Roses, the crowning touch for every garden
Love ‘em or hate ‘em, roses are the queens of the garden. My romance with roses began early via my Hoosier grandmother who prized her hybrid teas. Like most growers of roses, Grandmother Reba attended her roses as if they were visiting royalty. She taught me the importance of giving roses the best soil and supplements and plenty of sunshine.
Of course she gardened during that era of those big-guns rose chemicals which she applied liberally and regularly lest some wayward beetle or bug take a liking to her thorny charges. And those bushes bestowed garlands of elegant blossoms upon her. Occasionally, however, all her attention and ministrations proved futile as one ailment or another assassinated one of her favorites, then melancholy ruled.
But there was one rose, a blood-red beauty, a murderous climbing rose that triumphed over all growing higher and higher each year. With a trunk as thick as a man’s arm and thorns like scimitars, that rose thumbed its nose at any insect or disease that might come its way. It bloomed all through the hot Indiana summers and perfumed the air of that little backyard. No wonder Grandmother Reba tolerated its anarchy.
As the summer season wound down and the climbing rose’s blooms began to fade, she mounted her annual attack — counterattack would be more like it. Wearing one of Uncle Morris’ cast-off long-sleeved shirts for protection over her housedress, and with pruners in gloved hands, she mounted the stepladder to restore some semblance of order.
Hours later, bruised and with that shirt ripped to shreds and splattered with blood — her blood — she’d descend her perch triumphant. At her feet would lay long treacherous tendrils bristling with thorns as big as my little finger. Rose petals and leaves carpeted the grass. The battle was over for yet another year and order ruled throughout the realm.
Perhaps it was the childhood trauma of that annual carnage that tempered my own addiction to those roses that tend toward the more pantywaist varieties. Many of those are susceptible to winter die-back or summertime fungus woes which can be heartbreaking when they succumb and kick the bucket. Thankfully in recent years I’ve discovered the charms of heirloom, old fashioned roses. They may not produce the classic rosebuds on elegantly long stems, but they make up for any of those shortcomings with fragrance and abundance of blooms. Plus they are less susceptible to those diseases that bedevil hybrid tea roses.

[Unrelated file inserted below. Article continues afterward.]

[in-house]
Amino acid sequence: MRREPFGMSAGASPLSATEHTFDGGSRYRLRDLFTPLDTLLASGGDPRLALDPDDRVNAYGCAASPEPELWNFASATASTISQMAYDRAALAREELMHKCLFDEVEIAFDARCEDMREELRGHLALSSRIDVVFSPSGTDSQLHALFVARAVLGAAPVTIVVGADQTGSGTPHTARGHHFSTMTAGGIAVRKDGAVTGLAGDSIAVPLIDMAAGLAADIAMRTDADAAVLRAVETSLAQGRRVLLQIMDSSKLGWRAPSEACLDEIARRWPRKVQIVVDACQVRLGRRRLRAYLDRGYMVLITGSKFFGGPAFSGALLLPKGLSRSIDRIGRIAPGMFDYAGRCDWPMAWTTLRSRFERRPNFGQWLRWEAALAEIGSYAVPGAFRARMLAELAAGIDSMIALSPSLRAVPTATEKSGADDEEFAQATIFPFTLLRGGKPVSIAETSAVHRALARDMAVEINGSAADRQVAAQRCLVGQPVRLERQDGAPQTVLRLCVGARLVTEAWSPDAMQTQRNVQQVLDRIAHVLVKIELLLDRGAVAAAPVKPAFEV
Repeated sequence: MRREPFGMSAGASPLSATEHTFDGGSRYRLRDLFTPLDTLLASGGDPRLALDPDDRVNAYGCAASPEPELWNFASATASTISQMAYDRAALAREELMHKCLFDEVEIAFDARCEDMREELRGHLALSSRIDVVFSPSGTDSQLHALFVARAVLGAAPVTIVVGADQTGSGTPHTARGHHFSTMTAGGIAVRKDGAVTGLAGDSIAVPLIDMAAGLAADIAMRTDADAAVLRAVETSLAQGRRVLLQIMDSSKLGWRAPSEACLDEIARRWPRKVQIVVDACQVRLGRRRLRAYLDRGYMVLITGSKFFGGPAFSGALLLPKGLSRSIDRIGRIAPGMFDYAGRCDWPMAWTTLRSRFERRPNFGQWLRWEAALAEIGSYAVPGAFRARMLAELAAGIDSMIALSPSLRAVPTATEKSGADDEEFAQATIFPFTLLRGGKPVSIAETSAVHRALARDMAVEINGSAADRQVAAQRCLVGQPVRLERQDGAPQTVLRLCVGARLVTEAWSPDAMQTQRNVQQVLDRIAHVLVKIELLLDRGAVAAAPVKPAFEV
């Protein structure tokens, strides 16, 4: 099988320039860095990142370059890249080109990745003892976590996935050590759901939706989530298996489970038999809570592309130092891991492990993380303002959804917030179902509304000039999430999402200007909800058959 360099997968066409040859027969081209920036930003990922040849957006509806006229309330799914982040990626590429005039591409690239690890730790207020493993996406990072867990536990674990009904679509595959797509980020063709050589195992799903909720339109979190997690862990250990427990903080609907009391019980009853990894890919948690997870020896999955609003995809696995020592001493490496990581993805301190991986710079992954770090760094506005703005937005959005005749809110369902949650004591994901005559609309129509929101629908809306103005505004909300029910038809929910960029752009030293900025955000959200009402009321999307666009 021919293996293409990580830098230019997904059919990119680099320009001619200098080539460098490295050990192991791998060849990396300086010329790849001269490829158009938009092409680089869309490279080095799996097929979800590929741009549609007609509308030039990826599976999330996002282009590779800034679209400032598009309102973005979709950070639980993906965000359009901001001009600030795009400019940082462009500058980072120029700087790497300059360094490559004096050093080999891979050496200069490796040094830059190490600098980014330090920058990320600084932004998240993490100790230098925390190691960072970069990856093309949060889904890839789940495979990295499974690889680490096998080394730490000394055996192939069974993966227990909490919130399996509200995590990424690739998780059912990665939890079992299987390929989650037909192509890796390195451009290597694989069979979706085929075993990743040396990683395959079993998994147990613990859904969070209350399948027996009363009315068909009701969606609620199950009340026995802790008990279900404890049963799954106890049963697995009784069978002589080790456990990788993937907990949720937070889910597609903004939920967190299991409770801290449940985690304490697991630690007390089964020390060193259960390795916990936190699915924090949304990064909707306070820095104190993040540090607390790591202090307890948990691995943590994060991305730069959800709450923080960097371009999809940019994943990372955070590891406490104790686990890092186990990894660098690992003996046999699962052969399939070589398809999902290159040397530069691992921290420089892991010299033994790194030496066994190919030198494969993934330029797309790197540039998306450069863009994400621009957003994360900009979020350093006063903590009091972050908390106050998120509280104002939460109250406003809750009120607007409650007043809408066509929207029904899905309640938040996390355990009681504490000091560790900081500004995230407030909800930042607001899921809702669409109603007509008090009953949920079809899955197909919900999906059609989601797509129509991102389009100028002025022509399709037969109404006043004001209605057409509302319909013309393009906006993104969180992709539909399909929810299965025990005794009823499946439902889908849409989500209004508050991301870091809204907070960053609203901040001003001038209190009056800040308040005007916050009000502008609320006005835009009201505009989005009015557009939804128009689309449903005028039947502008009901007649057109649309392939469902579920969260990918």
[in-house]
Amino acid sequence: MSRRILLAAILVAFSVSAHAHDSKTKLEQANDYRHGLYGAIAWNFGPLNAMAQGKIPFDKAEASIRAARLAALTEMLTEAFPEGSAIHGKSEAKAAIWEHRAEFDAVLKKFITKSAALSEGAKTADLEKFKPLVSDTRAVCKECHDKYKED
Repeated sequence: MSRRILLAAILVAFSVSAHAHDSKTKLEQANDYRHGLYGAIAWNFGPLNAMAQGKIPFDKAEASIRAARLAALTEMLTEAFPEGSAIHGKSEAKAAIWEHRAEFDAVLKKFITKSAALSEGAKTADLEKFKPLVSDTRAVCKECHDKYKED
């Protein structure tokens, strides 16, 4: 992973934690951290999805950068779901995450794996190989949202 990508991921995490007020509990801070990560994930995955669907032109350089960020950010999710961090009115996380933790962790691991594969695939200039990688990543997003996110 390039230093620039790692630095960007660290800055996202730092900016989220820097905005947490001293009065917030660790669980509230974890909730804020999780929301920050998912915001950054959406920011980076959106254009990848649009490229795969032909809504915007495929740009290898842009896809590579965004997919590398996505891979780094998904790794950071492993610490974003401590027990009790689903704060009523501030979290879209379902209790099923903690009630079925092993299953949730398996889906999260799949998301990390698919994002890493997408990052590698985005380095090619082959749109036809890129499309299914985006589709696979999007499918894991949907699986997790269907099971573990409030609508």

As I've matured, I have come to appreciate those roses that perform with less effort on my part. Enter the landscape rose. Oh sweet landscape roses, where have you been all my life?! Here are roses that bloom, and bloom and bloom — all summer long — and shrug off disease like Grandmother Reba’s murderous climbing rose of my youth.
Of course the answer to that rhetorical question is that many of the landscape roses that I love today are recent introductions. These roses are easy to grow, don’t require pruning, are resistant to black spot, powdery and downy mildew, and provide color throughout the season. Forget plagues of disease, fussy plants and spotty flowering. And now there are thornless varieties too. Yes! No thorns. I wonder what Grandmother Reba would have to say about that.
Oso Happy “Smoothie” thornless landscape rose provides sprays of single, hot-pink flowers from June to frost on mounded plants with deep green foliage. Smoothie grows to five feet. One of my favorites in the new lineup of landscape roses from Proven Winners Color Choice line of flowering shrubs is Oso Easy “Honey Bun.” This little charmer provides continuous petite, semi-double blooms of the creamiest pale yellow frosted with tender pink on two-to-three-foot bushes covered with deep green foliage. Beautiful! These roses are winter hardy to Zone 4, and are heat tolerant as well.
Oso Happy “Candy Oh!” is also a smaller shrub, growing three to four feet tall and wide. This one crowns itself with brilliant, single red blooms that almost glow with intensity. I’ve been growing all three of these selections, and not only have they proved to be easy and colorful, they bestow an extravagant pageant of luxuriant bloom all summer. Landscape roses may well define the future of my rose empire. Maybe for you too?
Other royal choices include varieties with names that suggest flower color such as: Oso Easy “Mango Salsa,” “Peachy Cream,” “Paprika,” “Fragrant Spreader” and “Cherry Pie,” and Oso Happy “Petit Pink.” Give all these landscape roses moist, well-drained soils and full sunshine for best success. Pruning is not needed, though plants can be shaped in the spring when a controlled-release fertilizer should be applied. No monarchical treatment required. How grand is that?
Lynette L. Walther is the recipient of the Garden Writers Association’s Silver Award of Achievement for 2012, National Garden Bureau's Exemplary Journalism Award and the Florida Magazine Association's Silver Award of Writing Excellence. She is a member of the Garden Writers Association, and she gardens in Camden. Got questions, or comments? Visit her blog, and join in the conversation at: gardeningonthego.wordpress.com or “friend her” on Facebook.